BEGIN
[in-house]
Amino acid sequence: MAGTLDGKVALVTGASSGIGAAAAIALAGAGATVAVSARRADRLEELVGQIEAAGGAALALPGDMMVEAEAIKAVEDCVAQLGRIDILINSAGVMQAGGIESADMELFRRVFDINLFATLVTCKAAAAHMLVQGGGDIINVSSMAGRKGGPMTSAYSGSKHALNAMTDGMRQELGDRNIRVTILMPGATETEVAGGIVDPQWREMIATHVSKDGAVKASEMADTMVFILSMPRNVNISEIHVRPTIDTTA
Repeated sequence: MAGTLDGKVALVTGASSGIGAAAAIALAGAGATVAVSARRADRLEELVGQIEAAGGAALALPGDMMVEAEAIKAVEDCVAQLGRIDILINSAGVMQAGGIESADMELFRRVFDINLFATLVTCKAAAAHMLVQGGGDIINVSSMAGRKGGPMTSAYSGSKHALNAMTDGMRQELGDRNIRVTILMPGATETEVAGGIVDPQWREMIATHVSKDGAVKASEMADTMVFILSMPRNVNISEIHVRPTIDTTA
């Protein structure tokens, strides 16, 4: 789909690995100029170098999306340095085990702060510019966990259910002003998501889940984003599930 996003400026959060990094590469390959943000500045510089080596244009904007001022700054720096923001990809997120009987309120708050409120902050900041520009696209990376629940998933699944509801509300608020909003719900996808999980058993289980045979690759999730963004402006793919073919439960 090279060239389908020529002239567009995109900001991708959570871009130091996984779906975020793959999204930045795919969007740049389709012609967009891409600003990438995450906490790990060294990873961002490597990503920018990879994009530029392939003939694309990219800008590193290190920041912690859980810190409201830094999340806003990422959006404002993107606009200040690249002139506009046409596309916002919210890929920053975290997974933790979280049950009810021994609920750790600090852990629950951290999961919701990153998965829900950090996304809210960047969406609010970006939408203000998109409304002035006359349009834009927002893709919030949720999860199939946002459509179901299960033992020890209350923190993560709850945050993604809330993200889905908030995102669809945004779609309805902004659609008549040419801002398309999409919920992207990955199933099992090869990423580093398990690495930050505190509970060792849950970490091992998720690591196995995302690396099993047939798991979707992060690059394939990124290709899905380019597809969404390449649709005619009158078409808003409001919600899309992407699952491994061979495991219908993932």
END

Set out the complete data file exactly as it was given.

[in-house]
Amino acid sequence: MAGTLDGKVALVTGASSGIGAAAAIALAGAGATVAVSARRADRLEELVGQIEAAGGAALALPGDMMVEAEAIKAVEDCVAQLGRIDILINSAGVMQAGGIESADMELFRRVFDINLFATLVTCKAAAAHMLVQGGGDIINVSSMAGRKGGPMTSAYSGSKHALNAMTDGMRQELGDRNIRVTILMPGATETEVAGGIVDPQWREMIATHVSKDGAVKASEMADTMVFILSMPRNVNISEIHVRPTIDTTA
Repeated sequence: MAGTLDGKVALVTGASSGIGAAAAIALAGAGATVAVSARRADRLEELVGQIEAAGGAALALPGDMMVEAEAIKAVEDCVAQLGRIDILINSAGVMQAGGIESADMELFRRVFDINLFATLVTCKAAAAHMLVQGGGDIINVSSMAGRKGGPMTSAYSGSKHALNAMTDGMRQELGDRNIRVTILMPGATETEVAGGIVDPQWREMIATHVSKDGAVKASEMADTMVFILSMPRNVNISEIHVRPTIDTTA
């Protein structure tokens, strides 16, 4: 789909690995100029170098999306340095085990702060510019966990259910002003998501889940984003599930 996003400026959060990094590469390959943000500045510089080596244009904007001022700054720096923001990809997120009987309120708050409120902050900041520009696209990376629940998933699944509801509300608020909003719900996808999980058993289980045979690759999730963004402006793919073919439960 090279060239389908020529002239567009995109900001991708959570871009130091996984779906975020793959999204930045795919969007740049389709012609967009891409600003990438995450906490790990060294990873961002490597990503920018990879994009530029392939003939694309990219800008590193290190920041912690859980810190409201830094999340806003990422959006404002993107606009200040690249002139506009046409596309916002919210890929920053975290997974933790979280049950009810021994609920750790600090852990629950951290999961919701990153998965829900950090996304809210960047969406609010970006939408203000998109409304002035006359349009834009927002893709919030949720999860199939946002459509179901299960033992020890209350923190993560709850945050993604809330993200889905908030995102669809945004779609309805902004659609008549040419801002398309999409919920992207990955199933099992090869990423580093398990690495930050505190509970060792849950970490091992998720690591196995995302690396099993047939798991979707992060690059394939990124290709899905380019597809969404390449649709005619009158078409808003409001919600899309992407699952491994061979495991219908993932």